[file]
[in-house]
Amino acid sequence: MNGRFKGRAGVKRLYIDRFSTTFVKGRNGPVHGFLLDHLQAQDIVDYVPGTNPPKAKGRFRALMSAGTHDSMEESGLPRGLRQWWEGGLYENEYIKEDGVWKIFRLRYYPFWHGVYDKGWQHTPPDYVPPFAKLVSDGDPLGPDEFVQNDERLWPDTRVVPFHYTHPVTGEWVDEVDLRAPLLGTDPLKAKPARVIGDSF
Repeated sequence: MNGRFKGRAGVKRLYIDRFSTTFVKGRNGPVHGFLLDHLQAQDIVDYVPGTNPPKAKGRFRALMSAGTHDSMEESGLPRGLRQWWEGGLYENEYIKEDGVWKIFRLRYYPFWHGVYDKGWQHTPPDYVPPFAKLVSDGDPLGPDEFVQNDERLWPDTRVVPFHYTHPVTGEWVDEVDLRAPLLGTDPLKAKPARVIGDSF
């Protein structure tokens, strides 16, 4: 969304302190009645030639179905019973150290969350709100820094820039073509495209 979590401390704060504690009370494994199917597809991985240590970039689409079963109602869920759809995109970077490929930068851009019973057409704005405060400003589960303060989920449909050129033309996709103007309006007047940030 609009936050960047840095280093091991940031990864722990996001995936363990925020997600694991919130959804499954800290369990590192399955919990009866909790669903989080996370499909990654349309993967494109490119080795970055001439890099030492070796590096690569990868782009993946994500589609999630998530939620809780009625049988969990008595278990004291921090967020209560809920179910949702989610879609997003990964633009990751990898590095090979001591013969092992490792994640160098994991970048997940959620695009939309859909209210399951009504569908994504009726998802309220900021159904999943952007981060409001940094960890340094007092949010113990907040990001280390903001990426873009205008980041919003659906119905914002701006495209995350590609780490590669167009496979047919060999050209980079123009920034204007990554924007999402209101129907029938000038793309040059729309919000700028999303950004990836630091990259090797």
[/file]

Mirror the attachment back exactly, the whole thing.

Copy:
[in-house]
Amino acid sequence: MNGRFKGRAGVKRLYIDRFSTTFVKGRNGPVHGFLLDHLQAQDIVDYVPGTNPPKAKGRFRALMSAGTHDSMEESGLPRGLRQWWEGGLYENEYIKEDGVWKIFRLRYYPFWHGVYDKGWQHTPPDYVPPFAKLVSDGDPLGPDEFVQNDERLWPDTRVVPFHYTHPVTGEWVDEVDLRAPLLGTDPLKAKPARVIGDSF
Repeated sequence: MNGRFKGRAGVKRLYIDRFSTTFVKGRNGPVHGFLLDHLQAQDIVDYVPGTNPPKAKGRFRALMSAGTHDSMEESGLPRGLRQWWEGGLYENEYIKEDGVWKIFRLRYYPFWHGVYDKGWQHTPPDYVPPFAKLVSDGDPLGPDEFVQNDERLWPDTRVVPFHYTHPVTGEWVDEVDLRAPLLGTDPLKAKPARVIGDSF
């Protein structure tokens, strides 16, 4: 969304302190009645030639179905019973150290969350709100820094820039073509495209 979590401390704060504690009370494994199917597809991985240590970039689409079963109602869920759809995109970077490929930068851009019973057409704005405060400003589960303060989920449909050129033309996709103007309006007047940030 609009936050960047840095280093091991940031990864722990996001995936363990925020997600694991919130959804499954800290369990590192399955919990009866909790669903989080996370499909990654349309993967494109490119080795970055001439890099030492070796590096690569990868782009993946994500589609999630998530939620809780009625049988969990008595278990004291921090967020209560809920179910949702989610879609997003990964633009990751990898590095090979001591013969092992490792994640160098994991970048997940959620695009939309859909209210399951009504569908994504009726998802309220900021159904999943952007981060409001940094960890340094007092949010113990907040990001280390903001990426873009205008980041919003659906119905914002701006495209995350590609780490590669167009496979047919060999050209980079123009920034204007990554924007999402209101129907029938000038793309040059729309919000700028999303950004990836630091990259090797």